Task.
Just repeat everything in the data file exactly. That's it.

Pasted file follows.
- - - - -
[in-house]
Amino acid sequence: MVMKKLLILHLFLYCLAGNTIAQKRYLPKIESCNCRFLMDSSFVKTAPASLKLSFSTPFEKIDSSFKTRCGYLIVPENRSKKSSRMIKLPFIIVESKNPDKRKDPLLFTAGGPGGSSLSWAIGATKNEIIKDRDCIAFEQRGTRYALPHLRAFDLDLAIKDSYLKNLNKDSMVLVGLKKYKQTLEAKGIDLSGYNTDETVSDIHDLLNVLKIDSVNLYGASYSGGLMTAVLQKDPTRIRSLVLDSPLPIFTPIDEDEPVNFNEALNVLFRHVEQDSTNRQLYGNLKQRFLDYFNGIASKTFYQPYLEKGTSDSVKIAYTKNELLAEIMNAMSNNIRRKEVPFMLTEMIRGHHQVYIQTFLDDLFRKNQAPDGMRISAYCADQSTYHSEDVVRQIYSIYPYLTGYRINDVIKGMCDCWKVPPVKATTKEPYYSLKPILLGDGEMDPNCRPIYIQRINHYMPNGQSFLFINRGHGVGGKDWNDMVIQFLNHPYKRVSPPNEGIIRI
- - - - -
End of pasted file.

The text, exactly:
[in-house]
Amino acid sequence: MVMKKLLILHLFLYCLAGNTIAQKRYLPKIESCNCRFLMDSSFVKTAPASLKLSFSTPFEKIDSSFKTRCGYLIVPENRSKKSSRMIKLPFIIVESKNPDKRKDPLLFTAGGPGGSSLSWAIGATKNEIIKDRDCIAFEQRGTRYALPHLRAFDLDLAIKDSYLKNLNKDSMVLVGLKKYKQTLEAKGIDLSGYNTDETVSDIHDLLNVLKIDSVNLYGASYSGGLMTAVLQKDPTRIRSLVLDSPLPIFTPIDEDEPVNFNEALNVLFRHVEQDSTNRQLYGNLKQRFLDYFNGIASKTFYQPYLEKGTSDSVKIAYTKNELLAEIMNAMSNNIRRKEVPFMLTEMIRGHHQVYIQTFLDDLFRKNQAPDGMRISAYCADQSTYHSEDVVRQIYSIYPYLTGYRINDVIKGMCDCWKVPPVKATTKEPYYSLKPILLGDGEMDPNCRPIYIQRINHYMPNGQSFLFINRGHGVGGKDWNDMVIQFLNHPYKRVSPPNEGIIRI